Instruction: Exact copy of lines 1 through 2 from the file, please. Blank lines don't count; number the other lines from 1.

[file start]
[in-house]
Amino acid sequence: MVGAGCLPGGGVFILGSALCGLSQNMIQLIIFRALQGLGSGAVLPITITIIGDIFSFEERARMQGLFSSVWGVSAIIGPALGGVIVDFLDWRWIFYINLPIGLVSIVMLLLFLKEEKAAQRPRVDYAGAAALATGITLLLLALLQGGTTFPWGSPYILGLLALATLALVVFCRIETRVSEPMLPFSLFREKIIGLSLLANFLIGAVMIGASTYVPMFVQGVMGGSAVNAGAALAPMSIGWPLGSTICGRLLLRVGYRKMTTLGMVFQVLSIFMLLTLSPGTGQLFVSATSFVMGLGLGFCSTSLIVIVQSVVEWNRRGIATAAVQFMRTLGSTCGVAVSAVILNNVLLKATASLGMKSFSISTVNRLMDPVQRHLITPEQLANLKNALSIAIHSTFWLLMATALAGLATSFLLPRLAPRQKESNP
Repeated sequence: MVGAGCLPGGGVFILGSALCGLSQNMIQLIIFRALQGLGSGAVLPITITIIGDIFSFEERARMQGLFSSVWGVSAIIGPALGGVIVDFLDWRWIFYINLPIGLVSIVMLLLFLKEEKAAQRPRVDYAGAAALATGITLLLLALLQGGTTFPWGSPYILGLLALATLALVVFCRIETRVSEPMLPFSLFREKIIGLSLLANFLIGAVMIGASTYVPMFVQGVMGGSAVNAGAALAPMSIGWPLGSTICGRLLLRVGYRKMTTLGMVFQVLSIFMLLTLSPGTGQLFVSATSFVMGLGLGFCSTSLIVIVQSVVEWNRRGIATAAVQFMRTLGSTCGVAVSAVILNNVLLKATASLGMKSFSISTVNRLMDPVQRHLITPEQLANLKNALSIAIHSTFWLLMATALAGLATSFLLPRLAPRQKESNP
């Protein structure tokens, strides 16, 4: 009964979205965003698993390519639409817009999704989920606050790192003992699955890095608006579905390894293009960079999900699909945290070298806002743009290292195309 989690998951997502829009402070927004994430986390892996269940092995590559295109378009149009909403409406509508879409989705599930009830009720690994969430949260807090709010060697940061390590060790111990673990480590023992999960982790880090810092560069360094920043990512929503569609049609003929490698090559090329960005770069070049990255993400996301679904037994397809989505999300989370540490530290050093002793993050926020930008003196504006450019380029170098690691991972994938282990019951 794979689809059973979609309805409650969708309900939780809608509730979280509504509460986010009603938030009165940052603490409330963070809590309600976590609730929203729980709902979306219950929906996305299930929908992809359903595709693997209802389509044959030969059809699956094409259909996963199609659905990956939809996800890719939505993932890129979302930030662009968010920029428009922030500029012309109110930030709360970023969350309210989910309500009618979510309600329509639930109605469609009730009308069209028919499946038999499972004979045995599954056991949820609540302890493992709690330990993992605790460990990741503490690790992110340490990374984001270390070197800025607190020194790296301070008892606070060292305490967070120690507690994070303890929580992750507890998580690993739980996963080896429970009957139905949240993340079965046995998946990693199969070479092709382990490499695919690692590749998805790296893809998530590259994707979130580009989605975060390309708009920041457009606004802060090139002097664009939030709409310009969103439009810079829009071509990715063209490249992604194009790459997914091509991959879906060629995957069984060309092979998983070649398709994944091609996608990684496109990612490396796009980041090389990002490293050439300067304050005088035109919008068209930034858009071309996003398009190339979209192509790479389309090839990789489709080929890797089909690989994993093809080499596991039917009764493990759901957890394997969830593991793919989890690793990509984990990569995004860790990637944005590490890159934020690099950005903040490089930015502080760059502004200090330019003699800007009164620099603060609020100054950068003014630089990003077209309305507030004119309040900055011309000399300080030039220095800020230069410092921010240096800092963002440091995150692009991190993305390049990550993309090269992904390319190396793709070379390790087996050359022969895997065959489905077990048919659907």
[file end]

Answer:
[in-house]
Amino acid sequence: MVGAGCLPGGGVFILGSALCGLSQNMIQLIIFRALQGLGSGAVLPITITIIGDIFSFEERARMQGLFSSVWGVSAIIGPALGGVIVDFLDWRWIFYINLPIGLVSIVMLLLFLKEEKAAQRPRVDYAGAAALATGITLLLLALLQGGTTFPWGSPYILGLLALATLALVVFCRIETRVSEPMLPFSLFREKIIGLSLLANFLIGAVMIGASTYVPMFVQGVMGGSAVNAGAALAPMSIGWPLGSTICGRLLLRVGYRKMTTLGMVFQVLSIFMLLTLSPGTGQLFVSATSFVMGLGLGFCSTSLIVIVQSVVEWNRRGIATAAVQFMRTLGSTCGVAVSAVILNNVLLKATASLGMKSFSISTVNRLMDPVQRHLITPEQLANLKNALSIAIHSTFWLLMATALAGLATSFLLPRLAPRQKESNP